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Old Aug 6, 2006, 11:42 AM   #1
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I have the Canon A520 and I understand it is not the best camera (although it is good for what it is), but I do plan to spend about $500 on something better in the near future (I know, $500 is still pocket change when it comes to cameras, but I have alot of hobbies and can't afford to go all out on every one). The A520 has manual controls and so I am taking my time right now experimenting with them so that I will have a better idea of what I want when I do purchase a new camera.

Anyway, on to my question. I have been taking photos of waterfalls here in northeastern Pennsylvania and I can't seem to get the photo's I am trying to produce. I was wondering if someone could tell me if a bettercamera is what I need to achieve the results I'm looking for.

One type of shot I am trying to get is to capture the water in detail as its falling (I amtrying to 'stop' the waterfall). I am not an expert at this point and I amsetting up the camera to the way I believe it should be (I plan to read up more on manual controls soon). I set the ISO to 100 or 200 (this camera goes from 50-400). From my understanding, the ISO has to do with the quality of the picture, like the grain of the picture, but the lower it is set, the more light is required to get a good picture. I set the shutter to around 1/400. And I set the F number to 4. The picture comes out OK like this, but the things that surround the water falling from the water fall that I also capture in the picture come out dark. No matter what I try its either the water looks blurry or the things other then the water look too dark. There is no happy medium.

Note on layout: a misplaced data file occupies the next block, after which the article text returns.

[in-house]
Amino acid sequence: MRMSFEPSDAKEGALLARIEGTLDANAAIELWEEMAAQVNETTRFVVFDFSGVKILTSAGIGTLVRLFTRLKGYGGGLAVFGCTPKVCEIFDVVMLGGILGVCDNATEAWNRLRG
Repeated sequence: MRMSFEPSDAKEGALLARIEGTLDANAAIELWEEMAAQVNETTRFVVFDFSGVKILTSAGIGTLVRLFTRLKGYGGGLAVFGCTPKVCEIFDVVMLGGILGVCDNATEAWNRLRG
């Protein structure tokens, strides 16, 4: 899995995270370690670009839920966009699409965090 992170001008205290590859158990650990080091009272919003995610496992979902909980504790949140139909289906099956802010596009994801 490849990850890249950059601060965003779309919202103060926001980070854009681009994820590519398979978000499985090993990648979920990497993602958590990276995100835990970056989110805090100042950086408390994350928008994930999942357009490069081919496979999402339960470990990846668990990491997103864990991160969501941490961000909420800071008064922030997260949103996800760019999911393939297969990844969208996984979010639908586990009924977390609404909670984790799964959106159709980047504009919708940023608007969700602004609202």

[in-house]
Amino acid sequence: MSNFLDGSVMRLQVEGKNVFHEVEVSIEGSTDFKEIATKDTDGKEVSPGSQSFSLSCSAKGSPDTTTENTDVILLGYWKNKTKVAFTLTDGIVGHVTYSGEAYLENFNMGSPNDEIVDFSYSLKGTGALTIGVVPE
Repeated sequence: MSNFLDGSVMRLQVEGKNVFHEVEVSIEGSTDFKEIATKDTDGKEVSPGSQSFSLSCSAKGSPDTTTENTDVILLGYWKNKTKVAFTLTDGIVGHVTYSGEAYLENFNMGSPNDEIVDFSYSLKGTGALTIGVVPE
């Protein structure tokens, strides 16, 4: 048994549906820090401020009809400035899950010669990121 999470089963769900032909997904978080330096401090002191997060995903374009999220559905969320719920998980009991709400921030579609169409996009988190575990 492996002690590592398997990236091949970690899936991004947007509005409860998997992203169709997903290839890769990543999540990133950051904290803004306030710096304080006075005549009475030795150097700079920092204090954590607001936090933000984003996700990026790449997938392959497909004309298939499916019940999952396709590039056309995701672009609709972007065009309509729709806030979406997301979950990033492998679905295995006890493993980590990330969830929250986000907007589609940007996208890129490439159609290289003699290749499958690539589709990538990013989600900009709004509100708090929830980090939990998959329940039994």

Why is this? Could it be just that I am not setting the camera up correctly?Could it be that thelens isn't bringing in enough light?Perphaps theCCD on this camera is too small? Should this camera be able to do what I am trying to do? Woulda 'prosumer' camera greatly outperform the A520. I am looking at the S3 IS, but it appears that it has the same size CCD anyway (1/2.5 inch). I assume it has a lens that would be able to bring in more light, so I suppose that might makethe S3 ISworthdropping $450 (aside from its other features).


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Old Aug 6, 2006, 12:38 PM   #2
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The problem appears to be the camera is metering for the waterfall, which is presumably quite light and the surrounding area is darker.

Thus the water turns out fine, but the rest is underexposed.

You could see if Photoshop can bring out the shadow details via the shadow/highlight tool, for a nice example of what that can do see here.

Or take one pic metering for the waterfall and then another metering for the darker surroundings and then merge them in Photoshop.

ISO controls how sensative the camera is to light.

Increase the ISO the light signal from the sensor is amplified, but this also amplifies the "noise".